I love watching cooking shows on TV. For every Nigella who clogs a thousand arteries as she adds a mammoth cube of butter to the bubbling sauce, there's a Gordon Ramsay, Jamie Oliver, Vikas Khanna, Heston Blumenthal vying for the attention of our taste buds. In the world of star chefs with a cult following, there are more men than women shining bright in the galaxy. Yet, in real life, men who cook (other than fixing Maggi) are as rare a sight as Modi in India. Imagine being invited over for dinner by your friends and you see the husband slogging away at the kitchen while the wife regales you with stories! In all probability your eyes will pop out in surprise.
Of course there do exist men who love to cook for themselves and their family, but they are an exception rather than the norm. I am lucky to be married to the exception. When I tell my friends he's a fabulous cook and I get to have breakfast in bed on weekends, I get the you must be kidding look from them.
You'll hardly hear any man say, he's lucky to have a mom/sis/wife who cooks. It's because cooking is still considered a woman's job.
Interestingly, you'll hardly hear any man say, he's lucky to have a mom/sis/wife who cooks. It's because cooking is still considered a woman's job. In the age of equality, where a woman is as busy as her partner, she may not have to see the inside of her kitchen too often thanks to her cook. But keeping the house clean and the family well-fed, even if she's fed up of it, is still her responsibility. Little wonder it's the woman and not the man who gets into "deep depression" if her hired help ditches her for greener pastures.
Behind every successful woman is her hardworking bai.
Frankly, I don't blame men who can't differentiate cumin powder from coriander and don't know where the spoons are kept in the kitchen. I blame the women in their lives who insist on treating them like babies incapable of taking care of themselves. Why else would a wife who leaves for a month-long vacation at her parents' slog for weeks to cook and freeze meals for her dear husband? Why else would a man who's on a work tour buy new shirts instead of bothering to wash the used ones? Because all these years he's gotten away with it!
Women have a perfectly logical excuse for this ineptness. His presence in the kitchen is more a headache than a help. If he cooks, he leaves the kitchen in a mess! A lot of women's idea of bagging the "best wife of the millennium" trophy is to make their husband the most inept man of the century. And they apply the same logic to their own kids as well. If I make my Twinkle cook a meal, I'll be a terrible mom.
A lot of women's idea of bagging the "best wife of the millennium" trophy is to make their husband the most inept man of the century.
Then there are men who are loath to take up cooking. Worse, they are rather proud of it. Far from being grateful for the piping hot meals he gets served on the dining table, he thinks of housework as inferior. And if his friends beg to differ, he'll promptly call them henpecked.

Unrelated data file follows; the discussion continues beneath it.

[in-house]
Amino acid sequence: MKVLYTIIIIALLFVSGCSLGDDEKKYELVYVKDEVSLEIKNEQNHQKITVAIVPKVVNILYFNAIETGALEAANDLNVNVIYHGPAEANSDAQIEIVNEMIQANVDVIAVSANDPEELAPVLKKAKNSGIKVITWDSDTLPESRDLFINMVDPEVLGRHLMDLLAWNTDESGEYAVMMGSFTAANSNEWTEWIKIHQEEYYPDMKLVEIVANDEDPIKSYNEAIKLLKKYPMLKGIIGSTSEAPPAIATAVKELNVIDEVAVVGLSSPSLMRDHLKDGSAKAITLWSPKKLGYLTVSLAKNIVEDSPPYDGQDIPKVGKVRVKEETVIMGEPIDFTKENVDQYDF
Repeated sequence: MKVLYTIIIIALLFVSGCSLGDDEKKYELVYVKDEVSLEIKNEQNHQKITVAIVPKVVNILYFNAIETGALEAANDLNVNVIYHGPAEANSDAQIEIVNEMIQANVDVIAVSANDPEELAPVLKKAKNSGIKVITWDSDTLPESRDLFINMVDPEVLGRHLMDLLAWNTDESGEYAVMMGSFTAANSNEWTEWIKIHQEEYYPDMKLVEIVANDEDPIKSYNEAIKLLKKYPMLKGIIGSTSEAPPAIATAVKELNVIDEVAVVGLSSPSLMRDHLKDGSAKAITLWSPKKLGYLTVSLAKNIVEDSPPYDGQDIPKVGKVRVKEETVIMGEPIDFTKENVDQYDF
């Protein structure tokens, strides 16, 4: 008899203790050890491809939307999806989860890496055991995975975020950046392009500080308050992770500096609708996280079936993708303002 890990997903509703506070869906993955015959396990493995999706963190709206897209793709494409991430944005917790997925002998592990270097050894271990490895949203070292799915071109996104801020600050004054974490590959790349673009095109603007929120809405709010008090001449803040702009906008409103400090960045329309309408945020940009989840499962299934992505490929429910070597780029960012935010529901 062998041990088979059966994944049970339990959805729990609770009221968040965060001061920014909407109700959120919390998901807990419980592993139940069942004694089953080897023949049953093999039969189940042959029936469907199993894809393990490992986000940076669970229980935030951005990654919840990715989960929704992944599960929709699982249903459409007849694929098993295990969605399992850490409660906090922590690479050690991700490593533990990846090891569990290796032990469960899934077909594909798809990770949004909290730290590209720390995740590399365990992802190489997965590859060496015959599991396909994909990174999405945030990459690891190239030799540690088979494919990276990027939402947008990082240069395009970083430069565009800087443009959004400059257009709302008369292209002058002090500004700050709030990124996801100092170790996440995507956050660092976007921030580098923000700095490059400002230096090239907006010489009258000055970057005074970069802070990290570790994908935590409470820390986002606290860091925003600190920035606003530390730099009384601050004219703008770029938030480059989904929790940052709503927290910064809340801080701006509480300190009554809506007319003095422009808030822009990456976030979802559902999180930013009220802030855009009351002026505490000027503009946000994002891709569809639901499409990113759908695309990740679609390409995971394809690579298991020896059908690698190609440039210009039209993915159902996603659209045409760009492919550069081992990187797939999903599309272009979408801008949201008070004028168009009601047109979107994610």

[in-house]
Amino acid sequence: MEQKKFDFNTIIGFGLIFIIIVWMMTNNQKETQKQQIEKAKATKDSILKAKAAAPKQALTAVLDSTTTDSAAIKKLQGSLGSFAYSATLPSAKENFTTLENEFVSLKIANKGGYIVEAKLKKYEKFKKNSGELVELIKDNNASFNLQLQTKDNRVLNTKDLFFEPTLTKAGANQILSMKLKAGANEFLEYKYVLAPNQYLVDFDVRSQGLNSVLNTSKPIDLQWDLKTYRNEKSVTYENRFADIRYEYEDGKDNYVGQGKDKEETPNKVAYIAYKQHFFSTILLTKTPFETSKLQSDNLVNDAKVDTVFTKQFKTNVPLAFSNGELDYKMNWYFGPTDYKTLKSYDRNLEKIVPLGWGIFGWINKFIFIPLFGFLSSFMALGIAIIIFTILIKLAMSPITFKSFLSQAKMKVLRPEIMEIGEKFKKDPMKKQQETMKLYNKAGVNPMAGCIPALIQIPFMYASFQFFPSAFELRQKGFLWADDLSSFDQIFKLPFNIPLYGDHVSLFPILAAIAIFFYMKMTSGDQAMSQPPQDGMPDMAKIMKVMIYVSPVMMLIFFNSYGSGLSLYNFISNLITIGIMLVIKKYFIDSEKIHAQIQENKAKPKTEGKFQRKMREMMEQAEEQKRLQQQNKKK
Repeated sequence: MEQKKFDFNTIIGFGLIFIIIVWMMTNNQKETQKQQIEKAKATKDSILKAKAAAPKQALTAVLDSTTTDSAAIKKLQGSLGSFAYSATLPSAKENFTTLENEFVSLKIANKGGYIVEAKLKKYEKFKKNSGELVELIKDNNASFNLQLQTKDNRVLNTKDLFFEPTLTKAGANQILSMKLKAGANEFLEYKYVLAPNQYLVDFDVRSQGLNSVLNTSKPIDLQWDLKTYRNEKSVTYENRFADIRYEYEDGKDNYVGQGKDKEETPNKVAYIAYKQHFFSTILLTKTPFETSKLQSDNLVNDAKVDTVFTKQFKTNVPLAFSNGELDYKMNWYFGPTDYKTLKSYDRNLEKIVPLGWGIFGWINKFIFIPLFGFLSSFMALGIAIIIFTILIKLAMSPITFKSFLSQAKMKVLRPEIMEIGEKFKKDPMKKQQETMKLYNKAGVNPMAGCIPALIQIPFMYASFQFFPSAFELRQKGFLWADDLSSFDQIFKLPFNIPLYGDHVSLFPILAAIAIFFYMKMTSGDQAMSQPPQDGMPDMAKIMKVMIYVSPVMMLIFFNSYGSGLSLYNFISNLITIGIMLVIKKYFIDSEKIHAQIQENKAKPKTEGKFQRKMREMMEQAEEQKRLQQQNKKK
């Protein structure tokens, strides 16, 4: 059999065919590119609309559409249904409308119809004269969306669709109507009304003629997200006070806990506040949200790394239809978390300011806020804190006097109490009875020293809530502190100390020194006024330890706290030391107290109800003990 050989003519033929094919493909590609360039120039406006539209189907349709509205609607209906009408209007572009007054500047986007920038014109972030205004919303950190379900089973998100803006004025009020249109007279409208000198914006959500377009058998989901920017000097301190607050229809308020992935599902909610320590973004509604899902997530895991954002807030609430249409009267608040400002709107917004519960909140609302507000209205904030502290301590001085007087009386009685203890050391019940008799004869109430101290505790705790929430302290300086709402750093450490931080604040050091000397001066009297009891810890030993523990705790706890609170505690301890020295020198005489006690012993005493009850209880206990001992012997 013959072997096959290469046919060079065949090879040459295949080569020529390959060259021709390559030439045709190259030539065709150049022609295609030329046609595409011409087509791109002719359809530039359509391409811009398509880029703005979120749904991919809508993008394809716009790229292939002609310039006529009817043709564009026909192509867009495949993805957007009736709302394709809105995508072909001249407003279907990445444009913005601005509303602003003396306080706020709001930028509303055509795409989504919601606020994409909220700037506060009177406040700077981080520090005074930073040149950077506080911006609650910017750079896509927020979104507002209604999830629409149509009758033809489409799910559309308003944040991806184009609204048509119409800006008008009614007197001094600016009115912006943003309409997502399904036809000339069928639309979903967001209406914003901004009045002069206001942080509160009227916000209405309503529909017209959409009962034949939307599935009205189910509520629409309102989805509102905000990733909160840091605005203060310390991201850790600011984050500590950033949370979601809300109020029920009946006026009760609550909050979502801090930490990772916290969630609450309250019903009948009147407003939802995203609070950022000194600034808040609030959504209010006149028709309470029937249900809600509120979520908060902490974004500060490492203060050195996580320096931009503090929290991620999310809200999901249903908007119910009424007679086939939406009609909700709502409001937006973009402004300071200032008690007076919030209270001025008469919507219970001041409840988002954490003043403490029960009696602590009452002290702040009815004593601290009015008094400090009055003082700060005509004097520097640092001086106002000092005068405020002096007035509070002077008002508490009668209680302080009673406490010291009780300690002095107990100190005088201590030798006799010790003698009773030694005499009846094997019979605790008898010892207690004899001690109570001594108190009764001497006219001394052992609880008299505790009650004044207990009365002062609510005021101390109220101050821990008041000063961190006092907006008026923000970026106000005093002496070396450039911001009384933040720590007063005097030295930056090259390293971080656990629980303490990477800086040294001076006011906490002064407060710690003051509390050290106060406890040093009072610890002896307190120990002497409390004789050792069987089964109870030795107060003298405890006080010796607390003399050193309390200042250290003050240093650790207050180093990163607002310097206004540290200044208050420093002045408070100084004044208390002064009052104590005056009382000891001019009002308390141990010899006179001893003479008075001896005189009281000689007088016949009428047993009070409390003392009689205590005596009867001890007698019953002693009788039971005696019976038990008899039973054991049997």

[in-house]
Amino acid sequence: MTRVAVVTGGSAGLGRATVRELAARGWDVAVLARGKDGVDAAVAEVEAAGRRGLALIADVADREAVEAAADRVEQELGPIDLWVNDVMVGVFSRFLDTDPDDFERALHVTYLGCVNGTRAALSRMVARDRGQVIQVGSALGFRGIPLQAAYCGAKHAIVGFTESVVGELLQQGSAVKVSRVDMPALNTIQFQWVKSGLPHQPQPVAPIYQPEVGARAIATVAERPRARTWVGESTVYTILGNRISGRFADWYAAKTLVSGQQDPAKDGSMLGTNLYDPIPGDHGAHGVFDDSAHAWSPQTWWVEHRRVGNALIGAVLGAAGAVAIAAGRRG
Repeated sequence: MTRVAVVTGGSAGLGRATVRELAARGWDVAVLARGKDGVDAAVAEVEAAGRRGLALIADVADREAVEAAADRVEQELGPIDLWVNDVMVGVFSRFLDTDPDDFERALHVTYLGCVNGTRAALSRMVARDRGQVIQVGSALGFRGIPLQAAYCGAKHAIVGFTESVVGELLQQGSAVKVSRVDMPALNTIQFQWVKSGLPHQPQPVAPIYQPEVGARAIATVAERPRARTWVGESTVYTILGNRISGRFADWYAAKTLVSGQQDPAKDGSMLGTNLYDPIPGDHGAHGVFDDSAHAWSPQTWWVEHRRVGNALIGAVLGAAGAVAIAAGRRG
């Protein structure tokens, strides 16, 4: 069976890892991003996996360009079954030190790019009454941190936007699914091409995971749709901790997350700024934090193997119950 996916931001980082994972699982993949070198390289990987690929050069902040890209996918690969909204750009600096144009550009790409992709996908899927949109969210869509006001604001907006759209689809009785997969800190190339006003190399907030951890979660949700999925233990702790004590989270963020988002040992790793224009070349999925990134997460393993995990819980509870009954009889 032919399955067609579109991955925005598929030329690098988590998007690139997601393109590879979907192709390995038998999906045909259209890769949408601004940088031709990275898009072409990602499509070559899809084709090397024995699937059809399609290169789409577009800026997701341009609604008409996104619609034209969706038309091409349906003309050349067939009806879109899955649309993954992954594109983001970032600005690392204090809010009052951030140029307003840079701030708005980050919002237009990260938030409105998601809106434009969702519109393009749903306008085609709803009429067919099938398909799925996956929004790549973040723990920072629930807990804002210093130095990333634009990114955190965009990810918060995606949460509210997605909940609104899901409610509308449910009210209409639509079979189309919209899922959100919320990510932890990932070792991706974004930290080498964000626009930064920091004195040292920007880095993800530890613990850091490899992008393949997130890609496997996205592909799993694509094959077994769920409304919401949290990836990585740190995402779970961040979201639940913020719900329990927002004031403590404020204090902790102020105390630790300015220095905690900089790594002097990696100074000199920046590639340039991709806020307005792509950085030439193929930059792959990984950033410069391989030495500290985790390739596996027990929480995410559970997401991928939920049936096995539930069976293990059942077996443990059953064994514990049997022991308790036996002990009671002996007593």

I also know of instances where the man wants to learn cooking but his mom won't let him with the standard response "I'm not dead yet". Well, you will be, when you are bedridden, surrounded by family members who can only boil water for tea. What happens when your dearest son moves out of the house? Have you taught him enough to survive on his own?
Do women think if they stop over-feeding their families, they will be loved less? Is it the desire to remain indispensable to the ones we love that clouds our judgment? It's perfectly okay to love cooking and to prepare special meals for the ones your love. All my happy childhood memories are centred on the yummy mishtis Maa used to make on festivals. But till I was in college, I couldn't cook to save my life. Frankly, as a working woman my mom was too busy to teach me cooking. It was my aunt's comment that sent me scurrying to the kitchen armed with recipe books. She was baffled that a college-going girl had to wait for her mum to get back home and prepare lunch. It was thanks to my aunt's taunt that I developed a love for cooking. And I will be always be thankful to her.
I also know of instances where the man wants to learn cooking but his mom won't let him with the standard response "I'm not dead yet".
I made sure I didn't repeat the same mistake with my daughter. She started fixing snacks for herself when she was still in school. In fact, she'd be so excited about her experiments in the kitchen, she'd wake me up from my afternoon nap to show me pictures of her masterpieces. Before she left for college, she was expected to cook a meal a week for all of us. Yes, initially I was worried she might cut herself or worse burn the house down. But if I came home late from work or had to leave the house for an emergency, I was safe in the knowledge she'd be able to take care of herself.
So, let's get this clear. Cooking is not a woman's job. It's a life skill that everyone must possess. If you can't cook, don't brag about it. Instead, make an attempt to acquire some basic cooking skills. When you're finally confident of not slicing off your finger as you chop onions and veggies, you surprise her with a meal. Just one tip, don't leave the kitchen looking like a hurricane passed through it. If you do, prepare your eardrums for her a high decibel dressing down from her. The good news is, you can always order a pair of hearing aids on Amazon. They always have a "flat 50% off" sale going on.
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